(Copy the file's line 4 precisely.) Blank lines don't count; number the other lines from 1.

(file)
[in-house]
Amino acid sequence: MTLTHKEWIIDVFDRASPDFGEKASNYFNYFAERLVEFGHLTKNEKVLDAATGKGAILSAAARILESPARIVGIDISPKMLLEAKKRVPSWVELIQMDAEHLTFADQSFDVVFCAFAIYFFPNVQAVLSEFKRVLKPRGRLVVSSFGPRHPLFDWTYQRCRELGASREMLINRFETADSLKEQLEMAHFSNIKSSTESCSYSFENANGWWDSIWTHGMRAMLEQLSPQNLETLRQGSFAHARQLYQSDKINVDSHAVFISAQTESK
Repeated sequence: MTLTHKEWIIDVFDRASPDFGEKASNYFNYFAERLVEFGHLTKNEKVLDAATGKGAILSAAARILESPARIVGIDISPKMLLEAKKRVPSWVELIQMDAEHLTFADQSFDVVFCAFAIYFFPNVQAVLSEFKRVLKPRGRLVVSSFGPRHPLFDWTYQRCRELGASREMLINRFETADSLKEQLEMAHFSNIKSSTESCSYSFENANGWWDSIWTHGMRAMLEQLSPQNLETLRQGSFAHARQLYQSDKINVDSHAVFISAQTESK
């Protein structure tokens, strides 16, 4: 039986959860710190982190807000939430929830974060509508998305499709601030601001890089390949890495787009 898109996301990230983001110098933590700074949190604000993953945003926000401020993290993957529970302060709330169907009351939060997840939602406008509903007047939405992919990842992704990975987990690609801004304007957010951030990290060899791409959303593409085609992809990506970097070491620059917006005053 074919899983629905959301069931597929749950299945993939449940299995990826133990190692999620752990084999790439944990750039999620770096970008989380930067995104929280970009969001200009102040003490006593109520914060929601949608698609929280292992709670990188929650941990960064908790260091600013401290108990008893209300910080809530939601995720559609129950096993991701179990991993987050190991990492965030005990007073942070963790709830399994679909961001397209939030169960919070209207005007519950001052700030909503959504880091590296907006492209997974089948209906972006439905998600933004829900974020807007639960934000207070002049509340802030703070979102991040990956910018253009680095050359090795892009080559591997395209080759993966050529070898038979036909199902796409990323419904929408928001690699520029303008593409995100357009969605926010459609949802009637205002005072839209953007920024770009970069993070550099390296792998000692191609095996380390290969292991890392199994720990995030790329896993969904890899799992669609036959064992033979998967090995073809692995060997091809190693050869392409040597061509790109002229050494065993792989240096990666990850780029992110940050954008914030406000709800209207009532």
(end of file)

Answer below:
């Protein structure tokens, strides 16, 4: 039986959860710190982190807000939430929830974060509508998305499709601030601001890089390949890495787009 898109996301990230983001110098933590700074949190604000993953945003926000401020993290993957529970302060709330169907009351939060997840939602406008509903007047939405992919990842992704990975987990690609801004304007957010951030990290060899791409959303593409085609992809990506970097070491620059917006005053 074919899983629905959301069931597929749950299945993939449940299995990826133990190692999620752990084999790439944990750039999620770096970008989380930067995104929280970009969001200009102040003490006593109520914060929601949608698609929280292992709670990188929650941990960064908790260091600013401290108990008893209300910080809530939601995720559609129950096993991701179990991993987050190991990492965030005990007073942070963790709830399994679909961001397209939030169960919070209207005007519950001052700030909503959504880091590296907006492209997974089948209906972006439905998600933004829900974020807007639960934000207070002049509340802030703070979102991040990956910018253009680095050359090795892009080559591997395209080759993966050529070898038979036909199902796409990323419904929408928001690699520029303008593409995100357009969605926010459609949802009637205002005072839209953007920024770009970069993070550099390296792998000692191609095996380390290969292991890392199994720990995030790329896993969904890899799992669609036959064992033979998967090995073809692995060997091809190693050869392409040597061509790109002229050494065993792989240096990666990850780029992110940050954008914030406000709800209207009532």